154 REVIEWS sympathy with its direction and conclusions cannot but be frustrated at the absence of any account of how the hard-won ‘exception’ may have adapted to post-crash realities. ALISON SMITH doi:10.1093/fs/knx275 UNIVERSITY OF LIVERPOOL Minneapolis: University of Minnesota Press, 2017. xxiii þ 277 pp., ill. Utopian claims for television were not unusual in post-war Europe given the medium’s re- lationship to public service at a time of national rebuilding. Michael Cramer’s book focuses on a trio of practitioners who posited the idea that television could extend and fulﬁl the potential of cinema to educate and cultivate a mass audience. The book discusses Roberto Rossellini’s historical ﬁlms for television, constituting around half of the director’s total out- put yet largely neglected in critical studies of his work, and the strikingly confrontational fake documentaries made for the BBC by Peter Watkins. But colleagues in French studies will no doubt be most interested in the sections devoted to the television work of Jean-Luc Godard and his collaborators. Godard has a complex love–hate relationship with television, having repeatedly had work commissioned by TV companies (in France, the UK, Germany, and Italy) only to see the end results refused for broadcast, or broadcast under very different conditions than those originally intended. Cramer suggests that Godard and Anne-Marie Mie´ville’s television series of the 1970s(Six fois deux: sur et sous la communication, 1976,and France tour de´tour deux enfants, 1977) critically interrogate the concept of communication, partly as a corrective to the dogmatic rhetoric of the Groupe Dziga Vertov (1968–72), but partly also to demonstrate the absence of real communication in con- ventional media production, which ‘drown[s] information and images with false objectivity and cliche´’ (p. 153). However, Comment c¸a va (dir. by Godard and Anne-Marie Mie´ville, 1978) suggests that such experiments in communication can only be carried out ‘under controlled conditions’ because, even if realized, they would be ‘prohibited by existing institutions’ (p. 155), as Godard’s own experience unfortunately demonstrates all too well. Cramer sees Godard and Mie´ville’s television work as a utopian anticipatory project along the lines described by Fredric Jameson in Archaeologies of the Future (London: Verso, 2005): ‘it can show us where we might go or how we might imagine the future, but it does not get us there’ (p. 157). Cramer’s last chapter borrows a title from Godard and Mie´ville’s Soft and Hard (1985): ‘The triumph of private television’ (p. 180). The 1980s era of deregulation in broadcast media marks the end of television’s utopian dream and coincides with Godard’s return to cinema.Itisalsoaroundthistime thatGodardbeginsto complainoftelevision ‘reading’ rather than projecting the image and ‘speaking’ rather than showing. All the same, Godard’s late opus, Histoire(s) du cine´ma (1988–98), would not have been possible without funding from Canalþ, or without the TV screenings of classic movies that provided the raw material for much of Godard’s bravura montage. Cramer’s book is an intriguing reminder that another approach to television is possible, in an era (that of HBO, Netﬂix, and Amazon) when the relations between cinema and television are once again ripe for discussion. Lucidly written and judiciously researched, this book signals a research career that will certainly be, in TV parlance, worth watching. DOUGLAS MORREY doi:10.1093/fs/knx250 UNIVERSITY OF WARWICK Downloaded from https://academic.oup.com/fs/article-abstract/72/1/154/4782566 by Ed 'DeepDyve' Gillespie user on 16 March 2018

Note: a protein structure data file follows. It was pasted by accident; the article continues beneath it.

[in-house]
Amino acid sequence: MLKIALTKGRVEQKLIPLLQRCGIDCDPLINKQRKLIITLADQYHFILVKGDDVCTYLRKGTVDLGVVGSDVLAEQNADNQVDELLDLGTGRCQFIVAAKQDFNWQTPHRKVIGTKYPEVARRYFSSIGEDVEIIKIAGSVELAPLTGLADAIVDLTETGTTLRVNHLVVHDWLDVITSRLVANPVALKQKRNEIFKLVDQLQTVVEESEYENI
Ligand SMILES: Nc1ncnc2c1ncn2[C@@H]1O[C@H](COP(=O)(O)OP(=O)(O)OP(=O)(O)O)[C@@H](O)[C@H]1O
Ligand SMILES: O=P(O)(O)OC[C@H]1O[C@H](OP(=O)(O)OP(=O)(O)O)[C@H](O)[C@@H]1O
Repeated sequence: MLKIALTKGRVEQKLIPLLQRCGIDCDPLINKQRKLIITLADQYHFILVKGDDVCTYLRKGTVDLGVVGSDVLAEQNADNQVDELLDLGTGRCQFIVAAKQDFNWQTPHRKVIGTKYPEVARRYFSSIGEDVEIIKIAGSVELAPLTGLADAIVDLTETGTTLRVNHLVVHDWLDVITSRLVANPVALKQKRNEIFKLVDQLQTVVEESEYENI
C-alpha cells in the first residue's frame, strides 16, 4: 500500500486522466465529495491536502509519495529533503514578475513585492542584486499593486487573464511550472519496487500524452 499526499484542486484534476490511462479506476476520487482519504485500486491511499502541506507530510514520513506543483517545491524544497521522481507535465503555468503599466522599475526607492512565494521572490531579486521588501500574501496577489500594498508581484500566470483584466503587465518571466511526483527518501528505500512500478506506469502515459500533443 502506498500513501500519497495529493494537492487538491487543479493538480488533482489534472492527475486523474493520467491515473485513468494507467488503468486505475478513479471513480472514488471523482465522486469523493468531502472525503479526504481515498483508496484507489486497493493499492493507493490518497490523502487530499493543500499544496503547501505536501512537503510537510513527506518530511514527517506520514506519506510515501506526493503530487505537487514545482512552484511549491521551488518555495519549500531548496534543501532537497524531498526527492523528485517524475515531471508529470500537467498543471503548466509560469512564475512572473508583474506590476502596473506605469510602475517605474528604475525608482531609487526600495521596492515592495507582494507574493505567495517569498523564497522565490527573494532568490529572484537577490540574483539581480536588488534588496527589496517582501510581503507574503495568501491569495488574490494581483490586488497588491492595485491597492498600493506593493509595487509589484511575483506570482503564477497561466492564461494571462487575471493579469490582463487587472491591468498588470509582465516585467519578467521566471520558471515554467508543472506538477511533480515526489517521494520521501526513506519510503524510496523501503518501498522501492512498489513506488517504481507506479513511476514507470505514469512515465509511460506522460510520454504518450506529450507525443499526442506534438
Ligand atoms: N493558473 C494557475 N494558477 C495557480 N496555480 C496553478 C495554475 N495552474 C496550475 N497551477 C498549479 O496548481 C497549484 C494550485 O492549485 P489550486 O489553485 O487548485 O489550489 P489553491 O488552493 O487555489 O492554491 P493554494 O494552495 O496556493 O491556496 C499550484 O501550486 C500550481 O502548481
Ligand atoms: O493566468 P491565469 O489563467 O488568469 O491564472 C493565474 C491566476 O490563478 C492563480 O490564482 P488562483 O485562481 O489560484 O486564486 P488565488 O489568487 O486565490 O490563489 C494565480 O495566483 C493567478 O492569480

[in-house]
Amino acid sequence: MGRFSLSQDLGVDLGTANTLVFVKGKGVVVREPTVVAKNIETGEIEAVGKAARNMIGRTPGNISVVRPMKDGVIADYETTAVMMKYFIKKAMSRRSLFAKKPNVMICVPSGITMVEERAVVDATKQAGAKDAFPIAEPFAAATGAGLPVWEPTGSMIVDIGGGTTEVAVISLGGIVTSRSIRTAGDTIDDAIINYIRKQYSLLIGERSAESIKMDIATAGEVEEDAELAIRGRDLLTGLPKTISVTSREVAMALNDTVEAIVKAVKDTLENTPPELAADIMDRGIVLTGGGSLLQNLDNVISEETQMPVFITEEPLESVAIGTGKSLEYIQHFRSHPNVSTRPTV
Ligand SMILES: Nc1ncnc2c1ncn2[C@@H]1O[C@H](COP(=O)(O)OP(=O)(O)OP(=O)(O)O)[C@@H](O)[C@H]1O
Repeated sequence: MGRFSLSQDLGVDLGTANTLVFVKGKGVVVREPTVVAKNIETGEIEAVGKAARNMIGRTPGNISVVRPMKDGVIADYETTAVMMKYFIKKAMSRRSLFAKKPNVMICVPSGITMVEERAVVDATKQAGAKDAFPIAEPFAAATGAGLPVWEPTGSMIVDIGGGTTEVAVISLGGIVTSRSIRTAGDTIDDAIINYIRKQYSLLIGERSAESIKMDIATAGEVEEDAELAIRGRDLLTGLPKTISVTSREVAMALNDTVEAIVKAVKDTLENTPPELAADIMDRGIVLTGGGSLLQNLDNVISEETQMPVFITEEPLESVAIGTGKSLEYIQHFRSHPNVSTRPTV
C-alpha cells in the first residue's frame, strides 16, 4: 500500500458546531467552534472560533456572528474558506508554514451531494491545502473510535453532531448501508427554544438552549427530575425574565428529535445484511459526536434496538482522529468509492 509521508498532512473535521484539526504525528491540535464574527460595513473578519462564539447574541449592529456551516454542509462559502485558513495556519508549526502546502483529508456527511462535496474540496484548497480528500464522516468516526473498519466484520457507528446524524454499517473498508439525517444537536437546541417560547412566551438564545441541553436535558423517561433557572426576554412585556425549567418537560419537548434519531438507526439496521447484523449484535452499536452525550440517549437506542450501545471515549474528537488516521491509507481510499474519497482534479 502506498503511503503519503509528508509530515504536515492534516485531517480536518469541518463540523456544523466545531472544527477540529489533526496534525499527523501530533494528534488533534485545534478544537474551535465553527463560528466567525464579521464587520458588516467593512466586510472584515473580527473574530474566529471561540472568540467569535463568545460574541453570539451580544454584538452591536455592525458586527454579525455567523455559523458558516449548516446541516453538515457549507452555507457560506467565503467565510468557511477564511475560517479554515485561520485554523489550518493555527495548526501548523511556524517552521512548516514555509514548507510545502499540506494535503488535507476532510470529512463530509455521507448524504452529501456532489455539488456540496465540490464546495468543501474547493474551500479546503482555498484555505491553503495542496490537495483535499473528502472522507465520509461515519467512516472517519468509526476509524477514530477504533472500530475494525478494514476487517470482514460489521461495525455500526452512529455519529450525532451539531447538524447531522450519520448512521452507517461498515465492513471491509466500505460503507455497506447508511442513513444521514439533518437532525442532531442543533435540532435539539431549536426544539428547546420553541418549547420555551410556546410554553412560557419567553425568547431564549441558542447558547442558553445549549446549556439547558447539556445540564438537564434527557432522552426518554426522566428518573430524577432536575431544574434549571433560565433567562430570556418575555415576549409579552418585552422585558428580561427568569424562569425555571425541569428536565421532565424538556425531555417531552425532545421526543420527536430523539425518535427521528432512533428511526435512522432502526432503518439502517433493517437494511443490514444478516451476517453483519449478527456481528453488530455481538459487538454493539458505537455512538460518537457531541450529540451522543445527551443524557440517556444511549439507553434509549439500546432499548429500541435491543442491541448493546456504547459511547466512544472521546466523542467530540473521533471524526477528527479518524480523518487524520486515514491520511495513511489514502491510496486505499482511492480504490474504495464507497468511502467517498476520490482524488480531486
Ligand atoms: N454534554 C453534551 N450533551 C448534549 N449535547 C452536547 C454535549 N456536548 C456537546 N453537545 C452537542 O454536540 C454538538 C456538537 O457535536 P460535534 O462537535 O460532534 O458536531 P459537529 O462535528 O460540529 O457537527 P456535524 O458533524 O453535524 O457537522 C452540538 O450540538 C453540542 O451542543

French Studies – Oxford University Press
Published: Jan 1, 2018
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